U.N. Convention and Statutory Background
The Convention on Cultural Property Implementation Act (CPIA)4 is the U.S. law implementing the 1970 UNESCO (United Nations Educational, Scientific and Cultural Organization) Convention on the Means of Prohibiting and Preventing the Illicit Import, Export, and Transfer of Ownership of Cultural Property (“UNESCO Convention”). Customs and Border Protection (CBP) regulations providing the administrative regime for the U.S. application of the CPIA are in 19 C.F.R sections 12.104 et seq.
The relevant portion of the Tariff Act of 1930, 19 U.S.C. section 260119 U.S.C. section 2601, provides definitional standards, in pertinent part, and says:
For purposes of this chapter-
(2) The term “archaeological or ethnological material of the State Party” means-
(A) any object of archaeological interest;
(B) any object of ethnological interest; or
(C) any fragment or part of any object referred to in subparagraph (A) or (B); which was first discovered within, and is subject to export control by, the State Party….
(9) The term “State Party” is defined as any nation which has ratified, accepted, or acceded to the Convention.
Under 19 U.S.C. section 260219 U.S.C. section 2602, the President is authorized to enter into a bilateral agreement with another state party that requests protection of cultural property under the CPIA. The list of the 16 current bilateral agreements is in 19 C.F.R section 12.104g(a).5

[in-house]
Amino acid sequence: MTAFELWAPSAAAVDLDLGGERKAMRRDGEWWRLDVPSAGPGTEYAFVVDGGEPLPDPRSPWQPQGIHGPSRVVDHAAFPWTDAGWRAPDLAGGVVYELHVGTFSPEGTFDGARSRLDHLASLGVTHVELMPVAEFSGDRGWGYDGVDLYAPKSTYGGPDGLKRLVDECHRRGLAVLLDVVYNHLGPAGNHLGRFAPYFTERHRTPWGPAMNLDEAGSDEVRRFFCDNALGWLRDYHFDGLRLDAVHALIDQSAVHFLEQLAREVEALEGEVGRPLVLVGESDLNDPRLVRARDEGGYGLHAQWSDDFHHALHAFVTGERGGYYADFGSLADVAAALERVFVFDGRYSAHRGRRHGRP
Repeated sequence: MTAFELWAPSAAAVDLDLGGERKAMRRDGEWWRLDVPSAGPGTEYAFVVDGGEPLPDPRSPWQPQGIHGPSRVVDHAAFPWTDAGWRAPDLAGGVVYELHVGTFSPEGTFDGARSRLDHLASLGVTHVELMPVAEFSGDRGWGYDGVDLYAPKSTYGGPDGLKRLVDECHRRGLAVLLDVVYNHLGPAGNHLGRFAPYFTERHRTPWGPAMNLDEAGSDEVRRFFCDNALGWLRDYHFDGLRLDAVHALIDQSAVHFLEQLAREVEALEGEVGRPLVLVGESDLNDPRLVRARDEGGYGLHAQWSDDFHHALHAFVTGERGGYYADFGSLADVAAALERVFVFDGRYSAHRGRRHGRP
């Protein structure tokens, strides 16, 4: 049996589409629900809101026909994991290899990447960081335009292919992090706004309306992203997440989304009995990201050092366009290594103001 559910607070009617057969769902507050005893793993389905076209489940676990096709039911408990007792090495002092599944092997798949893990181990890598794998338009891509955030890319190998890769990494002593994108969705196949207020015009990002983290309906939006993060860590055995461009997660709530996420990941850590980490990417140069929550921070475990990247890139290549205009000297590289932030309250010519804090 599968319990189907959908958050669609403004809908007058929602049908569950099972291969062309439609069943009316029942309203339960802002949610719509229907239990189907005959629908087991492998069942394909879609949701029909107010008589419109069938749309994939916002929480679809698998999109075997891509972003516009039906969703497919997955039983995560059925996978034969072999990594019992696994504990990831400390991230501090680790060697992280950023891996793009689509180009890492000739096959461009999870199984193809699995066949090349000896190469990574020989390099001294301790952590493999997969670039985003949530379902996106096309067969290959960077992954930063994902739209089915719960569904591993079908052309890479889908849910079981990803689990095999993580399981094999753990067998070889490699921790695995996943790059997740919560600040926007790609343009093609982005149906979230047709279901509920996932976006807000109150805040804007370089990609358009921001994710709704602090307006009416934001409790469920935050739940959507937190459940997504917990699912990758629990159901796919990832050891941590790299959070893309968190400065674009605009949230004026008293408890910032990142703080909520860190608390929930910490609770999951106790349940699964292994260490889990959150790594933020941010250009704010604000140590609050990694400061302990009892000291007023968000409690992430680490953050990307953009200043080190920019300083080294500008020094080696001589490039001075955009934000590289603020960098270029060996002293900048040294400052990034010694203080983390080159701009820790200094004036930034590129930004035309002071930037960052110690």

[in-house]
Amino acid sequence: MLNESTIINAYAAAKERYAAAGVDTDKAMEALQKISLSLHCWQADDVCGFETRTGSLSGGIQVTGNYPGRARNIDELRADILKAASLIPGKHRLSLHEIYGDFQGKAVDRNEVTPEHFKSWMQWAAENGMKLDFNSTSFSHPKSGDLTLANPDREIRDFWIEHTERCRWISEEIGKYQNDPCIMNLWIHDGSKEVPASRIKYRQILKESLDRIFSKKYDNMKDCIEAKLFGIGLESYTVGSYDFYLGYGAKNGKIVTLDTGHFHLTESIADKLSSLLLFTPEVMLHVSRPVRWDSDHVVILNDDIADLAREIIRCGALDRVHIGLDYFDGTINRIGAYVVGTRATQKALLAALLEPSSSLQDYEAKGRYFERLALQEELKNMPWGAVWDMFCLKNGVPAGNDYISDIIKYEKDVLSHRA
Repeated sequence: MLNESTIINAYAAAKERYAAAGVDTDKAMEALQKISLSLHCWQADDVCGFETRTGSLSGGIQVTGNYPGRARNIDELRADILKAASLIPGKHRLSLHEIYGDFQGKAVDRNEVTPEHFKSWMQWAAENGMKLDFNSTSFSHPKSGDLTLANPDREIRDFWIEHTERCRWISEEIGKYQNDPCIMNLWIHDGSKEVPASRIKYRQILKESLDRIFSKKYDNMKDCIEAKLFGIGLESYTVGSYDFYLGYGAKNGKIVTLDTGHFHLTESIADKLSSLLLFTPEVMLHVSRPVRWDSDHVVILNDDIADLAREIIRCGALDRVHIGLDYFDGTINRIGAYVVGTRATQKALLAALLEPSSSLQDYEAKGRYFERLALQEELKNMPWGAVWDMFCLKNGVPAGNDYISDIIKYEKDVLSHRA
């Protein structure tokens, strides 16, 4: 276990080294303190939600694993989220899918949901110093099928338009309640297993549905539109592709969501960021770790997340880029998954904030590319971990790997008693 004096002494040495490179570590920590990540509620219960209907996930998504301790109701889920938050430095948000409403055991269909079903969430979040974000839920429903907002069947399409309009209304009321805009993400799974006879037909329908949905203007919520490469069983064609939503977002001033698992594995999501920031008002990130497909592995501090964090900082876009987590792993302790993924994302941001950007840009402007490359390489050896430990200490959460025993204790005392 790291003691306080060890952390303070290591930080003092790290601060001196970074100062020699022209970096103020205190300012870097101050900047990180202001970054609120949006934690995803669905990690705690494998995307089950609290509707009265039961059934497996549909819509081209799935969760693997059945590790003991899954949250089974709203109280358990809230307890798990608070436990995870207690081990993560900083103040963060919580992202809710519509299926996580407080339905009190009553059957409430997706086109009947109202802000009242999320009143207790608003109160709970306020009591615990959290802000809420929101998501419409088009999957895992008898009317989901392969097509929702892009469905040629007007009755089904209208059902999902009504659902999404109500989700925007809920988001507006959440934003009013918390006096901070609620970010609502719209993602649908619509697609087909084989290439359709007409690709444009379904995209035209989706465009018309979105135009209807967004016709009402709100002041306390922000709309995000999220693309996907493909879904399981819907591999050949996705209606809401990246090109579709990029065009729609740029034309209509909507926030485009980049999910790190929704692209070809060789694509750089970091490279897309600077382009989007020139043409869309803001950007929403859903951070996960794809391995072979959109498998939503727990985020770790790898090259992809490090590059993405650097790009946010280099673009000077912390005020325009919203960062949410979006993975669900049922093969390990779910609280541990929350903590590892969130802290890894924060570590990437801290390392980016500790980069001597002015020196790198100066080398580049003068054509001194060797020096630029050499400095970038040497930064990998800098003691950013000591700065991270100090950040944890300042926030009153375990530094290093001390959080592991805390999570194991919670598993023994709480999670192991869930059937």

As discussed below, the administrative regime is built around formal import restrictions on certain property designated for protection. These import restrictions are effective for five-year periods and may be renewed at the request of the other state party. A recent example is the January 2016 extension of the import restrictions on articles from the pre-classical, classical, and imperial periods in Italy, roughly corresponding to the ninth century B.C. to the fourth century A.D.6 Via a series of Executive Orders dating to 1986, this authority has been delegated to the U.S. Information Agency in consultation with the State Department and Treasury.7
Beyond bilateral agreements between the United States and another nation, under 19 U.S.C. section 260319 U.S.C. section 2603, the President is authorized to implement emergency import restrictions on archeological or ethnological materials from a state party in accordance with 19 U.S.C. section 260619 U.S.C. section 2606.8 To date, no such action has been taken.